I was at the Fort Frances Times then, and we were mirroring content and imagery as we could grab it from major news sites, when they were actually up. As horrifying a day as it was, it was a fascinating day to work in the news industry in general, and the web news industry specifically. I don’t actually remember what our traffic looked like that day (I know it was up significantly), but I felt like our team was actually able to do something to help, when so many sites were being overwhelmed. I remember the grim satisfaction, as a certified geek, that the sites that stayed up were the tech news site like Slashdot, which was posting constant info from editors and users alike all day, and was also the first time I heard a mention of Osama bin Laden as the possible mastermind, scant hours after the towers had fallen. I got more information there than from anywhere else as the day’s news unfolded.
9/11 is a tough nut for me to crack. I felt the same horror as many others that almost 3000 people died that day. But I weep for what the United States has become as a result of that day. Civil liberties and constitutionally-provided rights have been pushed aside in the interests of national security, and there is confusion even today on the right to take pictures in public spaces, to challenge authority in a peaceful manner, and to question the efficacy of the creation of what is, effectively, a police state, in so many ways. I worry every time I cross the border into the U.S., not because I’ve done anything wrong, but because of the power that the border security personnel now have.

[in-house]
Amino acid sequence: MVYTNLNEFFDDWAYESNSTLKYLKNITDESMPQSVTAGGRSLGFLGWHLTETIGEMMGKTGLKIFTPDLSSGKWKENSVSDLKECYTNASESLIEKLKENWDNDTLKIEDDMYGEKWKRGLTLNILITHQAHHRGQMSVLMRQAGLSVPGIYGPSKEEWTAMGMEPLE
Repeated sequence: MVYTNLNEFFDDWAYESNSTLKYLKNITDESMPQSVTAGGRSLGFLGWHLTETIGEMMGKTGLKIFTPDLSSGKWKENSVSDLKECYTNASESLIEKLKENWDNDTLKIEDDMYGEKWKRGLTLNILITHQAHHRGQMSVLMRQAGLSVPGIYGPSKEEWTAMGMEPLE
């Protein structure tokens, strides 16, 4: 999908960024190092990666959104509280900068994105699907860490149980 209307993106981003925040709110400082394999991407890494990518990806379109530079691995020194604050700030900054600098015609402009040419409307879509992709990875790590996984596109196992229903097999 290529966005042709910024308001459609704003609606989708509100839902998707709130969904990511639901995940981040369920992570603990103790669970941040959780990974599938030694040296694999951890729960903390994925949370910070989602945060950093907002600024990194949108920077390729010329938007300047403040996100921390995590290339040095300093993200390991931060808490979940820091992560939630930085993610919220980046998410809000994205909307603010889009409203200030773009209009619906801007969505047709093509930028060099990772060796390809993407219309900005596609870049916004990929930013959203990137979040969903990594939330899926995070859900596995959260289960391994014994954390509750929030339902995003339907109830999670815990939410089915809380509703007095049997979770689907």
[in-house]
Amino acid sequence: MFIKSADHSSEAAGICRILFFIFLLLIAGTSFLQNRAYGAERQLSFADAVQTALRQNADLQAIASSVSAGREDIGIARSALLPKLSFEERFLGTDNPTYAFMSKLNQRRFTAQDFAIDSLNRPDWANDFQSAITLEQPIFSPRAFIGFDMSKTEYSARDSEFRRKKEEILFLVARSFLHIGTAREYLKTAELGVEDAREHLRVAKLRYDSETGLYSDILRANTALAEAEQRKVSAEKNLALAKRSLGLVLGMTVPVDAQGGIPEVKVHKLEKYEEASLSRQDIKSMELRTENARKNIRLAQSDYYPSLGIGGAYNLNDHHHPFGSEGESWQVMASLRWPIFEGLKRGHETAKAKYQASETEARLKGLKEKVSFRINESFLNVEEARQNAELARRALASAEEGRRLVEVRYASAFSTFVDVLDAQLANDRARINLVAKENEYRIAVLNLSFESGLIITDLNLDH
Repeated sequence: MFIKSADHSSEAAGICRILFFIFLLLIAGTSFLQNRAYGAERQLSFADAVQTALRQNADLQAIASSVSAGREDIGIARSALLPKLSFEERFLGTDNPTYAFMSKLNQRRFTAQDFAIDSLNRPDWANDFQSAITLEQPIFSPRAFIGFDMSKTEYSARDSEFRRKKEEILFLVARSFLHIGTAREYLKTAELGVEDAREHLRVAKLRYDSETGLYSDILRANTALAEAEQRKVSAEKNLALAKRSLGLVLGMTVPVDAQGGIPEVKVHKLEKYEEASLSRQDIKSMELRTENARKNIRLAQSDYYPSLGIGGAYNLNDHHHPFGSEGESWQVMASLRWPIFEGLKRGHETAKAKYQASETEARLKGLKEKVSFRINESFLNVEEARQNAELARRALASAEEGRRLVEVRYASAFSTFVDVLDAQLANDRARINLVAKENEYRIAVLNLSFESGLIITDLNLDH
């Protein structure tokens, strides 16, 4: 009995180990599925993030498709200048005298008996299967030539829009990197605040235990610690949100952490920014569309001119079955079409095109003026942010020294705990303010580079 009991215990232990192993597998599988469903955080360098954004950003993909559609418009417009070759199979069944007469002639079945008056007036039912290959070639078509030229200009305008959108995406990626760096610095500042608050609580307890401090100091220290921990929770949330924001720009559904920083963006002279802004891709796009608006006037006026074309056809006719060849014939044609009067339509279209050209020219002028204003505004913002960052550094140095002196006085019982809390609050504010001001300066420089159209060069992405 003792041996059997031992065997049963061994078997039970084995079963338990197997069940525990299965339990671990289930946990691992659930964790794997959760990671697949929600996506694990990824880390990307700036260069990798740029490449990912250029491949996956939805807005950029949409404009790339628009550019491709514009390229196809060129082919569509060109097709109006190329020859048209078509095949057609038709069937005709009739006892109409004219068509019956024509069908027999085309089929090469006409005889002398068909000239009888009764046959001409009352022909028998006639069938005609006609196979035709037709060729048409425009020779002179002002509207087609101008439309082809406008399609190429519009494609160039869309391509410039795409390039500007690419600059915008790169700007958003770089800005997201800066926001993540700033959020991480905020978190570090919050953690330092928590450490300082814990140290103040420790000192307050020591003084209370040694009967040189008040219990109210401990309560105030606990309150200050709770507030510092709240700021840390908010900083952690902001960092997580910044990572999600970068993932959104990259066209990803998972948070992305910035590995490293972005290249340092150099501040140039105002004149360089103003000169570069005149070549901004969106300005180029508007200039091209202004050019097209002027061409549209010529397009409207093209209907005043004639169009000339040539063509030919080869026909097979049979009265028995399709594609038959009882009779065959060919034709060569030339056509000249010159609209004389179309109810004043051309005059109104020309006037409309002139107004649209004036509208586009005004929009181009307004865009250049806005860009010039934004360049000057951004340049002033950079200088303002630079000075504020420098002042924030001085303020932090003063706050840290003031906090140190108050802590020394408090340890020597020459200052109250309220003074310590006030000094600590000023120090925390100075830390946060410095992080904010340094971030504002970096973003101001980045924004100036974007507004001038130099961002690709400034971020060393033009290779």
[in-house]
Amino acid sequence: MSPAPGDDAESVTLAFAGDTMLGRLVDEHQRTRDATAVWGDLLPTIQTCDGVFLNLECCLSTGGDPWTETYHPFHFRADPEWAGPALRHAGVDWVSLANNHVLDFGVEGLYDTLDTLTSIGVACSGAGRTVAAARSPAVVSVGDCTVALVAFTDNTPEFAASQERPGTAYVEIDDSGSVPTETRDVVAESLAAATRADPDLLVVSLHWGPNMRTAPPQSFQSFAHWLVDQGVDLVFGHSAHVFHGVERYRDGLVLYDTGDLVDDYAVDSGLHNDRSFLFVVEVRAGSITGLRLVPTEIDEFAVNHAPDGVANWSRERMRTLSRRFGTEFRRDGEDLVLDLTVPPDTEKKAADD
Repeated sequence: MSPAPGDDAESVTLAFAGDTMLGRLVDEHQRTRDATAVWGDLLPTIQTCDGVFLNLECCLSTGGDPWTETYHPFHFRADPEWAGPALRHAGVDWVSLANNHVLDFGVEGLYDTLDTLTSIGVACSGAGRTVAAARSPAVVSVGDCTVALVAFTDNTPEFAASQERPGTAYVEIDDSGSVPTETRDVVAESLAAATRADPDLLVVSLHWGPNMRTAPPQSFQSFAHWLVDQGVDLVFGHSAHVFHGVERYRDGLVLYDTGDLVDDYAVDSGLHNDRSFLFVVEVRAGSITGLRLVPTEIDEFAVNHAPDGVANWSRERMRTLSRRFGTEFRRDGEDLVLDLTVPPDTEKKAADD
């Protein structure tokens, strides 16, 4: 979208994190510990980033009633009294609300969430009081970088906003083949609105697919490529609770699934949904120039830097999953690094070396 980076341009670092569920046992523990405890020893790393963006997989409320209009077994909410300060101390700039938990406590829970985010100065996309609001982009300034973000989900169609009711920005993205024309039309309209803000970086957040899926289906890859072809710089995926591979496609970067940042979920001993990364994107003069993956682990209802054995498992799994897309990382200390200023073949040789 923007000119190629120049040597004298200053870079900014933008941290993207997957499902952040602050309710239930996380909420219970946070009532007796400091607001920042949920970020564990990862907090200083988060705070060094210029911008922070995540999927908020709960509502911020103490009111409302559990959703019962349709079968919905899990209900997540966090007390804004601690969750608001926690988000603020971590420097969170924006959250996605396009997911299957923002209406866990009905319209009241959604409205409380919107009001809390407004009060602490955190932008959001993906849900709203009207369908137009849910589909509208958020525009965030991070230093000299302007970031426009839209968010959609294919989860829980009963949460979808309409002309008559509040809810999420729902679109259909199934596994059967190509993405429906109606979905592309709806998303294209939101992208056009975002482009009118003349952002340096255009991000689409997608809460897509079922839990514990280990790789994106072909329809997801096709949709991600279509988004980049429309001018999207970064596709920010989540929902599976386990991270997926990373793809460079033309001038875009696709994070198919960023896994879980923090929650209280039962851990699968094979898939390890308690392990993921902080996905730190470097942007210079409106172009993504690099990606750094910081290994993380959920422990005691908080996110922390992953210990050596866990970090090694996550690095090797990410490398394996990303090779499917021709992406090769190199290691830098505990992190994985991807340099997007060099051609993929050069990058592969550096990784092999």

I felt a grim satisfaction when OBL was killed in May, not because I wished him (or anyone else) harm, but because there was some closure. I hoped that the U.S. would be able to move on, to relax its scrutiny, because the “big bad” had been eliminated. I read an interesting perspective from a user on one forum, who said:
“I personally hate 9/11 because it reminds me of how cowardly this generation was when it came to defending their civil liberties. No one asked us to storm a beachhead or put our lives on the line. The only thing we had to do was not surrender what better men and women bled to give us, and we failed. “
Ultimately, I’m angry about 9/11. I’m angry that so many innocent people were killed for a very non-Islam reason. I’m angry that so much has happened since then in the name of “freedom, democracy and security” that had nothing to do with any of the three. And, most importantly, I’m angry that so many thousands of people in Iraq have died, not because the regime needed toppling (it did), but because the U.S. leadership used 9/11 as a reason to invade. I think that the perspective of this piece from Al Jazeera English shows how the world before 9/11 — and after it — are vey different from a non-American perspective.

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Customer link

Just an add for a customer whose web site I worked on a while ago — Strictly Amish. Really, really nice furniture in Winnipeg.